A brown blob covered with exquisitely beautiful yellow stars caused some consternation during my battle with the field guides and I have, at last, identified it as an Star Ascidian (Botryllus schlosseri), a colony of tiny sea-squirts. Improbably the larvae of this colonial blob, which resemble little tadpoles, are thought to be what gave rise to the very first vertebrates. I unfortunately couldn’t take a photo of this distant relative for the family album as it was lost in the excitement of clearing a bucket for the cuttlefish.

We also found a pale hairy lozenge, around 10cm long which must have been a long dead and bleached sea mouse – Aphrodite aculeata – a seriously weird kind of worm

And an orange spongy thing with a structure a bit like a brain, or a tightly wrapped intestine, remains completely unidentified as it, too, was lost in the scramble to contain the cuttlefish.

The weirdest was a blob of transparent jelly, roughly cylindrical and attached to the sand with a kind of stalk. It appeared to have absolutely no internal structure at all so I ruled out the usual IDs the Internet offers for blobs of jelly on a beach – comb jellies, jellyfish or sea squirts. However I did read a passing reference in a website about bait digging, that there is a ragworm which catches its prey using a transparent jelly-like net….. I wonder.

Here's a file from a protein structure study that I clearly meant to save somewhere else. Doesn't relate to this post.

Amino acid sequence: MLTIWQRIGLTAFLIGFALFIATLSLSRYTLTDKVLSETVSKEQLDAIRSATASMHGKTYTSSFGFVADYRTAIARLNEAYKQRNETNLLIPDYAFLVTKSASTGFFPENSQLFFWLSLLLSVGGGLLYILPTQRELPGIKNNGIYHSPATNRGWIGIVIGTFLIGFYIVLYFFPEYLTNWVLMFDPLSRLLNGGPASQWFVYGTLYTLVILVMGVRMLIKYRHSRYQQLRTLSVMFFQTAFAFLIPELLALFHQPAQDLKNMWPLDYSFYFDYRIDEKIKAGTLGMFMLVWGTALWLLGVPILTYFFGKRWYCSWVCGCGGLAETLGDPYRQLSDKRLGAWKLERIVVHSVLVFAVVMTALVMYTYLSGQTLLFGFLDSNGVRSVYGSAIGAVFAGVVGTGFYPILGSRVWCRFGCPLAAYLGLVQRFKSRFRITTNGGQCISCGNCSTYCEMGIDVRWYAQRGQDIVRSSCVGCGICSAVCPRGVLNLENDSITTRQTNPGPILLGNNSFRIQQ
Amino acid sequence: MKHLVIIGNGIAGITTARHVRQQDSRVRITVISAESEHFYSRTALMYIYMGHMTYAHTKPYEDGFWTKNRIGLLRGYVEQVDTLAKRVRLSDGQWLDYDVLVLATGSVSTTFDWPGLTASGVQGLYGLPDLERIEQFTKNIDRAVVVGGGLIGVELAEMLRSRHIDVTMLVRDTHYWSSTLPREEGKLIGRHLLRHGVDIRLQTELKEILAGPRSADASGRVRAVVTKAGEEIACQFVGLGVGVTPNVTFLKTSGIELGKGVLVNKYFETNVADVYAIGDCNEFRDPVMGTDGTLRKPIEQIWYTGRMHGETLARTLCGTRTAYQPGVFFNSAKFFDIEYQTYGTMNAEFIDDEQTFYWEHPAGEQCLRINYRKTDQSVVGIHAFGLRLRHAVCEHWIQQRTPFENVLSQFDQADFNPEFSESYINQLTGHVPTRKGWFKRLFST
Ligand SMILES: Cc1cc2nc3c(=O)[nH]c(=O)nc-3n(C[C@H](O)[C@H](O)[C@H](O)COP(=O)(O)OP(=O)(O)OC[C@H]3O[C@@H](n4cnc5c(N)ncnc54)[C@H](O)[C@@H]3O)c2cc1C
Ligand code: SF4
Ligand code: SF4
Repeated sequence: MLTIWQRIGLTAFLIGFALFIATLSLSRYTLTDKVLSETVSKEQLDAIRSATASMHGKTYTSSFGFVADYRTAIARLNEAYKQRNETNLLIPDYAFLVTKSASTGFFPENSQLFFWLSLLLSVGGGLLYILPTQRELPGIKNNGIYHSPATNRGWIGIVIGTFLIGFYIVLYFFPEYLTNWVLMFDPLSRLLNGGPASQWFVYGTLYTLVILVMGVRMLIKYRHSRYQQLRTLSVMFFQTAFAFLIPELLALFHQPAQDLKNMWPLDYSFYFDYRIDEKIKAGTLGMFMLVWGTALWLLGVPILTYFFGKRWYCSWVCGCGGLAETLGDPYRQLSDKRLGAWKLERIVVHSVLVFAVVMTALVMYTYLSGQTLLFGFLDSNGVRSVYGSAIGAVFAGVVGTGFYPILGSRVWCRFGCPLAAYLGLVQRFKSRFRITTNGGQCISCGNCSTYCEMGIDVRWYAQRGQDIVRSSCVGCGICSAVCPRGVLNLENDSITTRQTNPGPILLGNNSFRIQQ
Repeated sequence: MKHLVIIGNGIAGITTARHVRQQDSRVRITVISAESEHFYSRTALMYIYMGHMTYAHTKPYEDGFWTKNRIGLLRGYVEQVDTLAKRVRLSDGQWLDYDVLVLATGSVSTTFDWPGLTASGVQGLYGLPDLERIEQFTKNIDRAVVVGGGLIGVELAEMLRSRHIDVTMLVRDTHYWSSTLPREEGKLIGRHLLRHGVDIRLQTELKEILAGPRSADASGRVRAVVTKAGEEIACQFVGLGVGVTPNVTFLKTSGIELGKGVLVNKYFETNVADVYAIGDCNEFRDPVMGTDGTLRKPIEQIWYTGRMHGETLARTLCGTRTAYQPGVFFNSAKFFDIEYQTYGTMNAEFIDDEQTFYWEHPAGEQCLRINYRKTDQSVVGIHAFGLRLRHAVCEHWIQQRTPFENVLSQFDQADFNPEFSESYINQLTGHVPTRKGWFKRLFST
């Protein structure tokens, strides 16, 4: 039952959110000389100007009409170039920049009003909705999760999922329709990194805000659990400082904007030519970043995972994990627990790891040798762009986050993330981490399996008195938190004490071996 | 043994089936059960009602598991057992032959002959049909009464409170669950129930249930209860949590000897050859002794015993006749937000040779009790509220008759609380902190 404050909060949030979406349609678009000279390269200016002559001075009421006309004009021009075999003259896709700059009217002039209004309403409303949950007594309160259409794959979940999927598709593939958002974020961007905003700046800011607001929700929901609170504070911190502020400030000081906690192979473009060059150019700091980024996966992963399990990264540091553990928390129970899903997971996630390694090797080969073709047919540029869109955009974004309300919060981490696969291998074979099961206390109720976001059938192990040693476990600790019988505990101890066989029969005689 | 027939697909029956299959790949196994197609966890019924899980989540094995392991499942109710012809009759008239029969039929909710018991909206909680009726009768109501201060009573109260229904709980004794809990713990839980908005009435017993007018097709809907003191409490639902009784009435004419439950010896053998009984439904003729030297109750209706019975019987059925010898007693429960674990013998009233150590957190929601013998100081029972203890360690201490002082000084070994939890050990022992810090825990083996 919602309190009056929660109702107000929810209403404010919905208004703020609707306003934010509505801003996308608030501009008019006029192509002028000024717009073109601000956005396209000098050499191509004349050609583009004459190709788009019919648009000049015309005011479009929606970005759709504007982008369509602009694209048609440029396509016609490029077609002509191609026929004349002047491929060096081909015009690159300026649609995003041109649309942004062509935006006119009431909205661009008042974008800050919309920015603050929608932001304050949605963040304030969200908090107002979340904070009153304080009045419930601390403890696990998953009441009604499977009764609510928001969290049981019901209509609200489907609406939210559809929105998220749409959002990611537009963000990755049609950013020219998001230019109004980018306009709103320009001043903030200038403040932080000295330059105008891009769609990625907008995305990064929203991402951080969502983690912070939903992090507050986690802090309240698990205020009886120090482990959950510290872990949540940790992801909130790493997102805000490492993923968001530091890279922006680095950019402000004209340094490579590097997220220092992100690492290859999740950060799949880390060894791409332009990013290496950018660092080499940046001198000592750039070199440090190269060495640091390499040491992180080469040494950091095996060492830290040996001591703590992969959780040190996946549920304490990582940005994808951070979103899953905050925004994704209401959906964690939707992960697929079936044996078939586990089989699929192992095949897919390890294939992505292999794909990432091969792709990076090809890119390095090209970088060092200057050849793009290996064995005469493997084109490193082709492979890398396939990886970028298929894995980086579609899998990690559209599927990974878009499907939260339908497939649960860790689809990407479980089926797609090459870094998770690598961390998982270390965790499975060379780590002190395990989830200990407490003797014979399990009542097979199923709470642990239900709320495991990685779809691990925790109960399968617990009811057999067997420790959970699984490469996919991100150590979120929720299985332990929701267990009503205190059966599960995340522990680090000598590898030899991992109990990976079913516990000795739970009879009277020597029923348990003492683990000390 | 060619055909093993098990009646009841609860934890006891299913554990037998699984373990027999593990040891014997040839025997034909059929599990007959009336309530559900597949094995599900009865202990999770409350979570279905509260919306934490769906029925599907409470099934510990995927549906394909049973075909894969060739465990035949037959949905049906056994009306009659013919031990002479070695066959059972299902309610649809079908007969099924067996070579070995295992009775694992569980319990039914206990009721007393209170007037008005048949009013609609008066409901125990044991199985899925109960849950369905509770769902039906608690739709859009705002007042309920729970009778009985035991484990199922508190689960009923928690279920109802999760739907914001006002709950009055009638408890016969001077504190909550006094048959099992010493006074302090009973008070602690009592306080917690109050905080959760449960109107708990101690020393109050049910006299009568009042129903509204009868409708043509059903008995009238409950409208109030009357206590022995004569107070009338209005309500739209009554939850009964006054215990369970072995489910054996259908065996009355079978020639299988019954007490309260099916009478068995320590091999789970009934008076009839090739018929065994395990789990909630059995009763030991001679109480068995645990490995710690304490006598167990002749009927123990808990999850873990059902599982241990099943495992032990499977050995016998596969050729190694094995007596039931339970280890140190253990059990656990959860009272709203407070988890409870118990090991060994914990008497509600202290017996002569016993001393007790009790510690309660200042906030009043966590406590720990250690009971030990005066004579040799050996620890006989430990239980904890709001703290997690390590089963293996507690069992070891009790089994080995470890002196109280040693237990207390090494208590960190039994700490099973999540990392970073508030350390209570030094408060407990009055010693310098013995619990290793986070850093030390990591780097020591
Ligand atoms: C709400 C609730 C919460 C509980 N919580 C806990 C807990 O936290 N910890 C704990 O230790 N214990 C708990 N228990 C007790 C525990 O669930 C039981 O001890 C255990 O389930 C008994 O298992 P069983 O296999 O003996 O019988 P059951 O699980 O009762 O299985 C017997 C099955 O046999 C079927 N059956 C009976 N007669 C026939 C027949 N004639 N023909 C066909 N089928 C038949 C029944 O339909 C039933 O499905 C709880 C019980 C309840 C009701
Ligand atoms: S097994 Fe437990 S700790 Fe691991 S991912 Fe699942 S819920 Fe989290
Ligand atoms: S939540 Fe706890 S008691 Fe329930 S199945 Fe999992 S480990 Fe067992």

All this is grist to the mill of my recent ponderings about people’s connection with the natural world around them. I have been asking myself whether the ability to name a species (or in this case find out their names with a great deal of effort), adds to the pleasure of experiencing nature. Do people who can name the trees they pass on the way to work, or the weeds growing from a wall, or the birds they hear in the morning gain more pleasure than those who pass them in blissful ignorance. If you don’t know the name of something are you less likely to even notice it is there?

I am wondering whether knowledge of the unconventional domestic arrangements of the dunnock, or that swift chicks go into torpor as their parents search for food for up to three days at a time adds to the experience of seeing another brown bird in the big city. I certainly believe that it adds a huge richness to my own experience of my immediate environment, whether in the city or at the seaside.

While I was scurrying about at low water looking under fronds of seaweed, my colleagues have been doing a bioblitz at a brand new reserve purchased as an extension to RSPB Inch marshes. Scores of them, with partners from BugLife and other NGOs were finding as many species as they could on the site from mushrooms to mites and from mammals to moths. This is both serious conservation, and training for staff, but it is also pleasure.